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Believe it or not, it all comes through Dante. So the rhyme-beats hammer personal torment in the poem ‘Envy Ghazaled’ from Sharon Dolin’s latest and large book. So the rhyming (or refrain), the internal pressure, the reeling in of face and figure — all Dantesque proceedings — snare sudden beaming difficulty; and they broach that hard measure with more grist, it would seem, than any stratagem imaginable: 
Sometimes you’re my younger self: Self-envy
no oxymoron—nor envy of being nineteen: Slain.
Count me happy when I can enjoy the lot I’ve been given.
Confessing to you, I know it’s quite obscene. Slain.
Write to exorcise—or exercise—you with lines, images, rhyme.
If Sharon does not from Envy wean—slain.
The ghazal, in seven distinct and hard-stopped couplets (from five to 15 couplets permitted; seven is a common choice),  accomplishes what the famous words ‘Nel mezzo del cammin di nostra vita’ of La Divina Commedia carry in their wake. And it does so just about as satisfyingly as it bears down with thoughts like these, and with thoughts like ‘How many parts of lives I’d exchange’. That is, with much to doubt and with much care to exert, these lines pointing to the times of one’s life. It is no accident how Dante’s departure and Dolin’s arrivals meet. Dante’s nervy steps brace to the cadence-critical of such opportunities as Dolin’s late returning post-mortemizes, and the words of the book’s title, Burn and Dodge, borrowed from tonal distortions in photography, illumine more than one kind of de-memorializing encounter.
As does the other poet of the Inferno, Dolin finds plenty of infliction to go around. Surely envy, sin and punishment, evidently some relief, release, some expiation and if not forgiveness maybe self-forgiveness, are in full gear in this sequence of poems that are earnest and emotive and, as the speaker in ‘Envy Ghazaled’ avers, at times confessional. Not without humor, however, as when in ‘The Want Room’ the speaker rehearses that familiar residuum of longing from the point when ‘now that I’ve plumbed midlife / when nothing nimbles the heart numbed’. There is method in the saddened striving. The jingle of half-hilarious, not exactly dark, affections wails the rebounding spirit into action to re-destruct the poet’s desolations, to cow them and coy them roughly.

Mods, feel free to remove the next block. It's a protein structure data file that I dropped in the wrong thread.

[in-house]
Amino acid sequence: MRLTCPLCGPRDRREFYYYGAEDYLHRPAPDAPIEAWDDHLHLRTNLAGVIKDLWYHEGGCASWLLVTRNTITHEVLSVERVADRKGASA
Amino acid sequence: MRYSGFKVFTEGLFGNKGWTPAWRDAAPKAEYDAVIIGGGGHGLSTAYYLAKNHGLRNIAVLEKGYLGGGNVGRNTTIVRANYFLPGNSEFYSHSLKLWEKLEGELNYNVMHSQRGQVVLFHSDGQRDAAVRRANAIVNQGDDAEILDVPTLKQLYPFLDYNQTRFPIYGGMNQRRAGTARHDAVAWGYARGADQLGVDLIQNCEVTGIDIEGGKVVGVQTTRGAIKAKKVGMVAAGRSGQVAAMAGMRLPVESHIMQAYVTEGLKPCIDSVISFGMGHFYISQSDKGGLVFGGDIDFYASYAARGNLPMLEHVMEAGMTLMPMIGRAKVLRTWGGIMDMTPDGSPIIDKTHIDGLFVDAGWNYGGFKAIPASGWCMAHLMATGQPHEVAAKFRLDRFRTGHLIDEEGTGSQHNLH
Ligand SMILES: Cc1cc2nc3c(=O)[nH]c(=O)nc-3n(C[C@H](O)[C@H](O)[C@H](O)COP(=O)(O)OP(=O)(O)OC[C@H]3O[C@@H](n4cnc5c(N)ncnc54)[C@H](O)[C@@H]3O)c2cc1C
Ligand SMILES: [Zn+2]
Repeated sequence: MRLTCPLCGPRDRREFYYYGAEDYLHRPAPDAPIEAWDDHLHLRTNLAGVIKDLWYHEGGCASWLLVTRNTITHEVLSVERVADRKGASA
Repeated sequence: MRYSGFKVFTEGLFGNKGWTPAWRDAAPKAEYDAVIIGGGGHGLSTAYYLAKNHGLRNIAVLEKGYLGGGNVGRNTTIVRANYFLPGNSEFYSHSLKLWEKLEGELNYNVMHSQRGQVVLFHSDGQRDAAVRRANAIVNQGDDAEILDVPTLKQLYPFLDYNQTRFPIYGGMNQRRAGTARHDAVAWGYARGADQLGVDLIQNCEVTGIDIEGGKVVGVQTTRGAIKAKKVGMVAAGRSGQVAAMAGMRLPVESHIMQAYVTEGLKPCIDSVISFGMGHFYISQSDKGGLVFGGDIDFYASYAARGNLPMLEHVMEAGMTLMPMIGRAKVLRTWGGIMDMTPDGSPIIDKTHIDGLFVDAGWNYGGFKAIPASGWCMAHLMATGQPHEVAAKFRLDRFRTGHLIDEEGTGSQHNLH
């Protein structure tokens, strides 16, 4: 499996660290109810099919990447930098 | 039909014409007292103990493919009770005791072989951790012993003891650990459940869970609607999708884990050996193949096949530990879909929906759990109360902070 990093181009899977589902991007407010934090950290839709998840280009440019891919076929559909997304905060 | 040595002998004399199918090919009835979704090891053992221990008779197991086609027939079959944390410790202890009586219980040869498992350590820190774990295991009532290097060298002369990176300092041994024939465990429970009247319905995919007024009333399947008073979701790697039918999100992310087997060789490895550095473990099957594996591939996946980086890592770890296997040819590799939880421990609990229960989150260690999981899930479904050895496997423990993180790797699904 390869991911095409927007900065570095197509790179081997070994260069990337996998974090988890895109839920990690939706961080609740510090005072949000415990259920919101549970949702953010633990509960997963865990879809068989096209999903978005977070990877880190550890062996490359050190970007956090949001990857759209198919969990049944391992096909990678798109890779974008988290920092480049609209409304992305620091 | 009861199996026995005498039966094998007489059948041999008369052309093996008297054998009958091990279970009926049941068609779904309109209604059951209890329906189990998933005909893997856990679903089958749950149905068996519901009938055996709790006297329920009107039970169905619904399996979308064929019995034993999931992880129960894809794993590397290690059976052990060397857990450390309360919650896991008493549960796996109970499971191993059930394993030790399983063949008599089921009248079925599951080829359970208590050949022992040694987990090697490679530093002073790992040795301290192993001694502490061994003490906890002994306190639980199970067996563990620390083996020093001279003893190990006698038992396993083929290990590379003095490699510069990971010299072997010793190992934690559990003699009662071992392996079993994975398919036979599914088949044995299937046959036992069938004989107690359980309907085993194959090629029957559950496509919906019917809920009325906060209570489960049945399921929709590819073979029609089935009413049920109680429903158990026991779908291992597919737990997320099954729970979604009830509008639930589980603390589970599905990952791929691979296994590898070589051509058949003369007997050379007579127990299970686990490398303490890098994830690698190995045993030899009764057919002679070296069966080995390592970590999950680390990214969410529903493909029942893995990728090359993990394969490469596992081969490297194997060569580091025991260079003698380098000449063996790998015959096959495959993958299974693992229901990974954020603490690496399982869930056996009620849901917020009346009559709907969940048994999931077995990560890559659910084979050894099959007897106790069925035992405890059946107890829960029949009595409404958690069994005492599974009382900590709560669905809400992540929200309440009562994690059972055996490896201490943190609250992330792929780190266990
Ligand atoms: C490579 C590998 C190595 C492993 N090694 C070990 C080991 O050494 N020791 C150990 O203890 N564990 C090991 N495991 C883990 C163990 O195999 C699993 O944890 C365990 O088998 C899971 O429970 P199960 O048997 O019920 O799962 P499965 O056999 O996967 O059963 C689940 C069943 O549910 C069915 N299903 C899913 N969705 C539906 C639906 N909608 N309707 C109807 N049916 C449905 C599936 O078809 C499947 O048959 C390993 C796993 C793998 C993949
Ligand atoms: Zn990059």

So it is also uncanny how the moral keeps looking to a shadow self. Ingenously, woundedly, hard thoughts circle back to a penchant for what times as if to thick objects in space. More roomy less gloomy they keep calling back:
so that the most I can do is long for longing, hanker
for rank hunger, thirst for raw thirst.
I want to kneel at the foot
of this desk, bed, door and pray
I can still pray for something.
That the blood and breath of this body
can still rise and pant for someone.
That even if it’s taken all day to unfold
these few minutes accordioned in
before I snap on the body-
suit of Mother, the Goodly
Housewife at the sofa, the table, the range,
that the Want Room will still be open for me
with my blunted key […]
You can hear the cheered, dunned moments here of the Want Room, and elsewhere, and their celebrations conducted, if not with quite the terza rima magnificence of Dante, then in tricky tercets or other directing forms, and in other large inlay of close phonemics. Dolin ensures that her techniques, not the least of which is heart-ridden word-play, be an inseparable bulwark. Without her firm decisions flanking indecision, the speaker may indeed not return. The question of whether twos or threes (ghazal’s couplets or gatherer’s tercets), also provides a clue, clever though it may seem, for during the ‘lull between the crash’ in ‘Slatch’ the third of the famous weavers of destiny has noticeably not yet arrived. The goal of living better implies a process; the strange nurture of that dialectic, because not everyone’s idea of things dialectical, implies personality. Not everyone’s, and not to be trampled on for that reason.